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HANSA Trainer

The HANSA programme is NAL's first foray in its initiative to create a vibrant Indian civil aviation industry. Launched around 1990, the programme involves the indigenous design, development, fabrication and flight testing of an all-composite 2-seat aircraft. Such an aircraft could replace the ageing trainers in India's 300 flying clubs. Taneja Aerospace and Aviation Limited (TAAL) is NAL's industrial partner in the HANSA program.

In 1980s, the need for indigenous development of a basic trainer aircraft was felt in India. As NAL had fabricated a light aircraft using imported design and in this process, developed infrastructure to undertake design and development of a light aircraft, Research Council approved a proposal in June 1988 for developing two-seater trainer aircraft for training, remote sensing etc, at a cost of Rs.50 lakh for completion in two-three years. The objective was to build indigenously, a low cost and acceptable cruise efficient aircraft with an all-up-weight of about 500-600 kgs and power around 70-90 bhp. The cost of each aircraft was expected to be less than Rs.5 lakh initially. In November 1993, NAL flew HANSA-2 on experimental basis.

The third HANSA prototype, HANSA-3II (VT-XBL), received the provisional JAR-VLA certification from India's Directorate-General of Civil Aviation (DGCA) in December 1998. The first production version (VT-HNS) had its maiden flight on 14 May 1999. HANSA-3, with night flying capability and the lightning protection feature received its JAR-VLA certification from India's DGCA on 1 February 2000. The serial production of the fully-certified HANSA is on; the first of the five new aircraft to be built rolled out by June 2000.

HANSA is the new light trainer aircraft designed, fabricated and tested by NAL. Fabricated entirely out of composite materials, HANSA is ideal for ab initio training, sport and hobby flying. HANSA can also be used for surveillance, aerial photography and environment monitoring. HANSA is slated to be serial-produced by NAL's partner, Taneja Aerospace and Aviation Limited (TAAL), at TAAL's modern factory in Hosur.

The first version of the NAL-TAAL series, HANSA-2 was re-engined (HANSA-2 RE) with the Teledyne Continental IO-240 engine early in 1996. The next aircraft of the series, HANSA-3I (VT-XAL), first flew in November 1996. The third HANSA-3 prototype, HANSA-3II (VT-XBL) with the Rotax 914 engine, first flew in May 1998; later it participated in the flying displays at Aero India '98 during 8-12 December 1998. Exactly a year later the first HANSA production version (VT-HNS) had its maiden flight on 14 May 1999. HANSA-3 is now fully certified and to be positioned at the Madras Flying Club.

HANSA has a low-wing configuration with tricycle landing gear. It has side-by-side seating with full dual controls. The use of composite materials makes the aircraft corrosion-resistant, easy to fabricate and gives it an extended fatigue life. HANSA's excellent handling qualities and its dual controls for instruction make it an ideal trainer. The control surfaces have been configured and balanced to provide pleasing control harmony and positive authority over the entire flight envelope. HANSA's configuration has evolved from its design goals of simplicity, and ease of fabrication and maintenance. NAL's vast experience in aerodynamics, structures and materials contributed significantly to the HANSA design.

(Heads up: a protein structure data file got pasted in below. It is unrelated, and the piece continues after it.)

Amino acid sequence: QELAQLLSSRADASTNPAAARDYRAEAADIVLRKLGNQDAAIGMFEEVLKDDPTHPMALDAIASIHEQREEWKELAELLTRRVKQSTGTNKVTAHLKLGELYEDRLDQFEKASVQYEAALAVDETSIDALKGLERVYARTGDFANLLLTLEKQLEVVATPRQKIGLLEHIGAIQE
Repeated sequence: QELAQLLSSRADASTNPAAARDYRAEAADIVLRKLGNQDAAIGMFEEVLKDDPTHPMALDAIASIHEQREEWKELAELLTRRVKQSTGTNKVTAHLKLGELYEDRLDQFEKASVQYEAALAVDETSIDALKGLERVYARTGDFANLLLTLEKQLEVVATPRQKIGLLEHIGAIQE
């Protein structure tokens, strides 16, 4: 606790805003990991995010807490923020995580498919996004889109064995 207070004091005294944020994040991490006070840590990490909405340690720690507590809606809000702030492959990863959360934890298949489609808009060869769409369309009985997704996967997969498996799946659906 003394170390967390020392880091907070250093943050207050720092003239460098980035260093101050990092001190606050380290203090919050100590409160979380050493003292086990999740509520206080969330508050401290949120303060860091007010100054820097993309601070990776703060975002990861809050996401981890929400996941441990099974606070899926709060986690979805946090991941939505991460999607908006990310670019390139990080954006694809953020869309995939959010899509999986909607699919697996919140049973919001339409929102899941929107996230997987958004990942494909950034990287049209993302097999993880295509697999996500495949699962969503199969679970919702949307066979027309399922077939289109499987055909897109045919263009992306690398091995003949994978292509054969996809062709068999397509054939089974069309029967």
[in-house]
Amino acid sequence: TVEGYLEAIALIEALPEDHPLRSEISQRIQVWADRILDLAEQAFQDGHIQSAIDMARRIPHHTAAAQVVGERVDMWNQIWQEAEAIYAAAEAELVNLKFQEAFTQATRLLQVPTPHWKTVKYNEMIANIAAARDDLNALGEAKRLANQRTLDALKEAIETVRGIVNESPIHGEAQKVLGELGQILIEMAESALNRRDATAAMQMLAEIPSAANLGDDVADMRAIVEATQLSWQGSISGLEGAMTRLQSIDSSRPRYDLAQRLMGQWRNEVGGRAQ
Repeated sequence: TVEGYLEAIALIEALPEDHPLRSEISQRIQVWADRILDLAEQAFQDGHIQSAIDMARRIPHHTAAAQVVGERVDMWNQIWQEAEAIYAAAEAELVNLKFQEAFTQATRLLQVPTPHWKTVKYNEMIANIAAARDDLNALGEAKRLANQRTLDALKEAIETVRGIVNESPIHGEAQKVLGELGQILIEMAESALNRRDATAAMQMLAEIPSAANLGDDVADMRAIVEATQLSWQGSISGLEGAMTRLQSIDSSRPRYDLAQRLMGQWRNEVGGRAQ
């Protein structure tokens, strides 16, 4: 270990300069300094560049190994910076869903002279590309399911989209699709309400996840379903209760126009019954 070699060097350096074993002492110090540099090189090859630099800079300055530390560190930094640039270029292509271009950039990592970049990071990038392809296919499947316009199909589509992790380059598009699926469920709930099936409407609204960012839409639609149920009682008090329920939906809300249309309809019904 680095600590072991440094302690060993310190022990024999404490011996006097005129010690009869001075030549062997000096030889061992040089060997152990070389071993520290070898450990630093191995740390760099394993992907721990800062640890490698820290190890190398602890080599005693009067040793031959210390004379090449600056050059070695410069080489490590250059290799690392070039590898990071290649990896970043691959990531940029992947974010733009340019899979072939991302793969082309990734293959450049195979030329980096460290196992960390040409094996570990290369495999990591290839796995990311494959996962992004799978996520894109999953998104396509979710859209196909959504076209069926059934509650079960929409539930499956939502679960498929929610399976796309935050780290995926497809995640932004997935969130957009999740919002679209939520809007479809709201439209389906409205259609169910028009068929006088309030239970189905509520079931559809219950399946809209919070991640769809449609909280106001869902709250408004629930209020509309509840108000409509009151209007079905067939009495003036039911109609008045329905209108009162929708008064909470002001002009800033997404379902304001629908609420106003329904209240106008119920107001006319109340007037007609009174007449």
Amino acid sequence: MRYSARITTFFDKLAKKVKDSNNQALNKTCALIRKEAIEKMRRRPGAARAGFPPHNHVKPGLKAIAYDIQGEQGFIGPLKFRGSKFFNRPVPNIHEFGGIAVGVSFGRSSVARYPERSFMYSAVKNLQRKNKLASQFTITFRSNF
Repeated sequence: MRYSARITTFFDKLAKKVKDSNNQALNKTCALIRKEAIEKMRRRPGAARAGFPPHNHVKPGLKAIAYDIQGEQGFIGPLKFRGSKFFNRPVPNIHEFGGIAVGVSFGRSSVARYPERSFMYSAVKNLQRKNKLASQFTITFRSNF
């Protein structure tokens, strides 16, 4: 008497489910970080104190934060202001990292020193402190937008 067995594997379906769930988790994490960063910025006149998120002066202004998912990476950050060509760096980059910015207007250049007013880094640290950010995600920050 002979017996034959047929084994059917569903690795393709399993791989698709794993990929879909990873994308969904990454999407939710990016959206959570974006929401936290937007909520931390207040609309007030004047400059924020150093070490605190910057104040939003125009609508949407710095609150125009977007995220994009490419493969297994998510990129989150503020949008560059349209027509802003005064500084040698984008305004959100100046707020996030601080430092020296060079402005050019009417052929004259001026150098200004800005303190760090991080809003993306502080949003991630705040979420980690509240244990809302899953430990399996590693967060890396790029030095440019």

HANSA's aerodynamic configuration was optimised using powerful aerodynamic and CFD software and comprehensive wind tunnel testing. The laminar flow aerofoil used for the HANSA wing reduces its drag significantly. HANSA's single slotted flap has been optimised to yield substantial reduction in take-off and landing distances. The structural sizing of HANSA's components was determined after extensive finite element analysis using MSC/NASTRAN and NAL's own codes to analyse composite structures.

A 'building block' approach, combining conventional design and development testing with specific certification related tests, was adopted to establish the airworthiness of the HANSA airframe. Exhaustive statistical testing, ranging from coupon level to fullscale airframe, were carried out to determine the airframe's material properties and structural responses. The composite components have been specially engineered to withstand hygro-thermal effects associated with the hot and humid tropical climate.

HANSA is fabricated using a novel vacuum moulding process developed by NAL. The entire airframe, with the exception of the landing gear and engine mount, is a sandwich shell constructed from glass composite skin and rigid, but resilient, foam cores. For the spar caps, stiffer carbon composite lay-ups have been used.

NAL has yet to develop its components indigenously. While reviewing the progress on HANSA in March 2000, Research Council (RC) of NAL recommended that priority should be given to indigenous systems, provided there was no basic compromise on technical requirements. Otherwise, in hightechnology areas like aircraft, indigenous design and development would collapse. NAL had imported all the components as the work of development of the aircraft was initiated without developing the components. Thus, despite the first and foremost objective of 'indigenous development' of aircrafts as envisaged in 1980s, NAL continues to depend on imported components for design and development of HANSA.

HANSA, developed by NAL after significant time and cost overruns did not find buyers in the market after the initial order for 10 aircraft.




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